The twee phrase ‘gated community’ is a poIitism for a kind of ghetto, a place where the very rich gather for their own protection (and that of their goodSeand gains -well-gotten, or otherwise). It is also the reason why boys (and some girls, mostly complete innocents) who should be running Scout and Guide troops are being shot and killed on a regular basis. An element of racism, real and inverted, has been introduced into this because most of these children have been ‘West Indian’, as even third generation Londoners are described by the media. Anyone with eyes to see and ears to hear knows quite well that this cohort of ‘immigrants’ have become not’ British’ but specifically English. They are responding to the same stimuli as the men who got obscene ‘bonuses’ in The City [the ‘square mile of

London], just before Christmas. They have found their niche in the market economy. They supply drugs which are – effectively – quasi-legal. Even supplying heroin is something of a ‘gray area’ in the policing of large conurbations, it is the source of the killings. The profits are just too large to temper greed with mercy, for the people who administer the trade.

That may sound an oddly pompous way to describe such people, just remember that generations of sound chaps (George Orwell’s father, for example) administered the trade in opium between the proudly-entitled ‘British India’ and

China. (There was a move to add China directly to the Empire, but Uncle Sam did not appreciate the idea. Orwell’s Da waSean Inspector of [opium] Plantations; his job was to ensure that the stuff was of sufficient quantity and quality to keep the Chinese masses befuddled. And the Chinese State enfeebled.) ‘Our’ great universities (i.e. Oxbridge) operate on the dictum ‘pecunia non olent’ – ‘money doesn’t stink’. The most disgracefully plundered booty, Cecil Rhodes’s riches, for example, becomes mature old money when it is spent in accepted ways. The filthy rich these days prefer to buy football clubs rather than endow Chairs in universities. The Irish and the Indians are (somewhat) different in this regard, but only just. Sport is also, traditionally, an excellent way of ‘laundering’ dirty money.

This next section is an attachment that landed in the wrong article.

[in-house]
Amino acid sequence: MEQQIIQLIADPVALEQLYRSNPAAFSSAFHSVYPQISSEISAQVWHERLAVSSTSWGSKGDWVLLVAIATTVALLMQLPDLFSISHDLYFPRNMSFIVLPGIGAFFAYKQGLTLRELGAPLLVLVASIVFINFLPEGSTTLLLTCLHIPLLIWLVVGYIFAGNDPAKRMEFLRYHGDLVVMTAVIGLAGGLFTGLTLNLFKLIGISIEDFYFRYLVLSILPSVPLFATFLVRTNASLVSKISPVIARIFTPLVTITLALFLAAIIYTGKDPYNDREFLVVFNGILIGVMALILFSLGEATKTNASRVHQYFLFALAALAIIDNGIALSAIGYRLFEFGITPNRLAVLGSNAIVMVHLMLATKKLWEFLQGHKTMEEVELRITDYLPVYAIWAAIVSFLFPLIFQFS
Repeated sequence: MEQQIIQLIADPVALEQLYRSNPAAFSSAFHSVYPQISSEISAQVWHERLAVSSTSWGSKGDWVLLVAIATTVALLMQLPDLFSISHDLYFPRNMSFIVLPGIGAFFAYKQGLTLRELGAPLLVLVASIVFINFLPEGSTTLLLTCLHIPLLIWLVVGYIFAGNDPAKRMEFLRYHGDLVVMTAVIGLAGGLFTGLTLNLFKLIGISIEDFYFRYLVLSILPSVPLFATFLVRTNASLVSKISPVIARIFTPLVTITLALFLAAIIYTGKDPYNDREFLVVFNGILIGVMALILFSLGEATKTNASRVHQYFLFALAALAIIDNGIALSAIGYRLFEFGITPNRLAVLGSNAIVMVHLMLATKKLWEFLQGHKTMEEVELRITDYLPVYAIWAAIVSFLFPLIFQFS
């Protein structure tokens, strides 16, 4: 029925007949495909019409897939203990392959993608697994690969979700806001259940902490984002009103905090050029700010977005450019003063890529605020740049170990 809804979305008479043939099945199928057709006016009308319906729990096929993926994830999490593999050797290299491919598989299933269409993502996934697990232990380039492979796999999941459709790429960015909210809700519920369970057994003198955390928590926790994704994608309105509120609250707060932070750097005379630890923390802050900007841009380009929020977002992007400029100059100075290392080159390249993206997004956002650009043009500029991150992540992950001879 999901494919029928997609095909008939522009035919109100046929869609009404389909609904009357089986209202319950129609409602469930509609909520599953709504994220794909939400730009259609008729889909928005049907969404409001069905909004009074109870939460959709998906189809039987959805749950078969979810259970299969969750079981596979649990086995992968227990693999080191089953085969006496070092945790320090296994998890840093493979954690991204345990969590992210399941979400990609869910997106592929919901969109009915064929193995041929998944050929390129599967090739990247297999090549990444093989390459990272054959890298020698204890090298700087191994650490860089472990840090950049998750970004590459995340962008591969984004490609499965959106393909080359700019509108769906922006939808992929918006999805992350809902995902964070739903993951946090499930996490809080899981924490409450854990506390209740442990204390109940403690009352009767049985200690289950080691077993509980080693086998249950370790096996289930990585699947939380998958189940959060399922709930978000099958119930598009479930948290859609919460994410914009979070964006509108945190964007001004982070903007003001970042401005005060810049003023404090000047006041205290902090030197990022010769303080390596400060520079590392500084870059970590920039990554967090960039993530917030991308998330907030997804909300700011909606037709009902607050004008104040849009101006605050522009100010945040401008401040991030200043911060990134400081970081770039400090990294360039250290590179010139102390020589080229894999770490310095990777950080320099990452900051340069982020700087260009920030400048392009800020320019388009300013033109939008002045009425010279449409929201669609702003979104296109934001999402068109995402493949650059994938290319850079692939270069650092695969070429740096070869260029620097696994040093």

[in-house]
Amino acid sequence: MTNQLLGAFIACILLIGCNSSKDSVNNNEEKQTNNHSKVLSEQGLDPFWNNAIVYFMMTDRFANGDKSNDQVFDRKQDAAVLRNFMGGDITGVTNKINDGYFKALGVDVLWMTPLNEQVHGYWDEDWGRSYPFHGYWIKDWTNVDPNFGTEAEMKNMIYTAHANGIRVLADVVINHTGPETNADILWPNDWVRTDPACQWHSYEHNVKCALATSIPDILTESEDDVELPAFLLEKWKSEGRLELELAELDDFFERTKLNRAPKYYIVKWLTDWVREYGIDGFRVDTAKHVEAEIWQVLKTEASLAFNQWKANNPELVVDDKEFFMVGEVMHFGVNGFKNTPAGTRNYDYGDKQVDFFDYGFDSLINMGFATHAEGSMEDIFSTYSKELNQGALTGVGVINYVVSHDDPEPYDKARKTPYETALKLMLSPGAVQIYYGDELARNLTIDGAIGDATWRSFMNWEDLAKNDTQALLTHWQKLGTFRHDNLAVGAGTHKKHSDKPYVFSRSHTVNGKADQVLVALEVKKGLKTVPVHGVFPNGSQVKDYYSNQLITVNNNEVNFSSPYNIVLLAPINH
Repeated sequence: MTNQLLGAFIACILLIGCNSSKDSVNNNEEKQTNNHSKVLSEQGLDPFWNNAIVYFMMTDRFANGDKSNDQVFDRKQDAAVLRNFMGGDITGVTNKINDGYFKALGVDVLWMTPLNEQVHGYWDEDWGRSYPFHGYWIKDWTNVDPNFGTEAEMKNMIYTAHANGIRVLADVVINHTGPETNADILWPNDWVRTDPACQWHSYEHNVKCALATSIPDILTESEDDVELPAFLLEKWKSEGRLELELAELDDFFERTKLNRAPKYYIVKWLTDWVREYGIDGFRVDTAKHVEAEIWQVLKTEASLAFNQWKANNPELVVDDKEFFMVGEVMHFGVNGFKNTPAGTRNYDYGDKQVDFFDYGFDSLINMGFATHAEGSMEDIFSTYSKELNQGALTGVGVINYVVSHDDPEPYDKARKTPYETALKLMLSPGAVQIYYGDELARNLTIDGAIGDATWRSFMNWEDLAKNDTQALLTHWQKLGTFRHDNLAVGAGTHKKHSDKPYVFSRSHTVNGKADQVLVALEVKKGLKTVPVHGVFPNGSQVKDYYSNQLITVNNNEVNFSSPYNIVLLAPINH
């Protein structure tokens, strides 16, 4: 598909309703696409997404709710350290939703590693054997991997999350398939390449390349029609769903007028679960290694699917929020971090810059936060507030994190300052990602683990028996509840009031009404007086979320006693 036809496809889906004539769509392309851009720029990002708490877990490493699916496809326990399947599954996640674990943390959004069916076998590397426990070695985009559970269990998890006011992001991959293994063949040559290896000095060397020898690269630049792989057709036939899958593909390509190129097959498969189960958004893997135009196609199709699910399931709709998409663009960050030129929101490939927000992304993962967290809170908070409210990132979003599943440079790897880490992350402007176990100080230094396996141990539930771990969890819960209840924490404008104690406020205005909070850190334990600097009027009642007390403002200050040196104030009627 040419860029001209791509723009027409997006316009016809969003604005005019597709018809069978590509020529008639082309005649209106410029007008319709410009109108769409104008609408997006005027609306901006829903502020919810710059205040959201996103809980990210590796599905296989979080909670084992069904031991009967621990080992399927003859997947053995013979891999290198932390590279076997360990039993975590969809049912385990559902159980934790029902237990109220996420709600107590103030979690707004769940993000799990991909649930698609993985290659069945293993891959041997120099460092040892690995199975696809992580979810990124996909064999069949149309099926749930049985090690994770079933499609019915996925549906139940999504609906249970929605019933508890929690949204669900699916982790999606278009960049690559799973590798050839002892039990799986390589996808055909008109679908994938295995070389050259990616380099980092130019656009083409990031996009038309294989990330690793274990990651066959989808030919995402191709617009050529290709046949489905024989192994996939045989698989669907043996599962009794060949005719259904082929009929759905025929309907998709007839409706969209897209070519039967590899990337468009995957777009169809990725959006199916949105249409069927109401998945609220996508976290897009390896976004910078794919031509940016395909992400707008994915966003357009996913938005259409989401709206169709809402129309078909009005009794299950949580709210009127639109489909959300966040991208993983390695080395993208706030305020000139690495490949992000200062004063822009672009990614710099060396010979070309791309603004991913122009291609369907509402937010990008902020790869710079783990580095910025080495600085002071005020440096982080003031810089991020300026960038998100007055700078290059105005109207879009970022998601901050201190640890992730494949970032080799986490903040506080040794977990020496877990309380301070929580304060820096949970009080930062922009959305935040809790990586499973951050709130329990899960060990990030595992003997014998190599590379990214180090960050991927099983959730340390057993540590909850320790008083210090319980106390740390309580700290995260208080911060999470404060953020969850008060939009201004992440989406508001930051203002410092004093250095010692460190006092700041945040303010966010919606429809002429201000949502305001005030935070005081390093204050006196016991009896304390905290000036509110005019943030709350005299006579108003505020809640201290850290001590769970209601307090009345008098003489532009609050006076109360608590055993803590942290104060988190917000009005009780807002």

It’s true to say that the cohort who use ‘gay’ as ‘not good’ have been joined by the likes of Chris Moyles (seen on the telly being ‘interviewed’ by CharIotte Church and behaving like a dirty old man whose wa*k’ fantasy has just come true). That’Sean extremely coarse image – but we are not ashamed of using it – he iSean element of the coarsening of English, or metropolitan, culture made flesh. (Lots of it.) The metrosexual glossies are also affected by this style. Their columnists bemoan the use of ‘gay’ as a put-down, but the word ‘c*nt’ is scattered throughout them like confetti. And it is used as a much more crude ‘adult’ form of put-down, than kids using gay’.

We are ‘right to be worried by this trend to use a word with which we chose to describe ourselves (apart from having sexual connotations since it entered the language in Plantagenet times, it usefully contained the acrostic Good As You’) being used aSean insult. But we clearly have the odd mote in our collective eye. This is not (more’s the pity) a Gay Liberationist call to the barricades but if we cleaned up our own act it might encourage others to clean up theirs.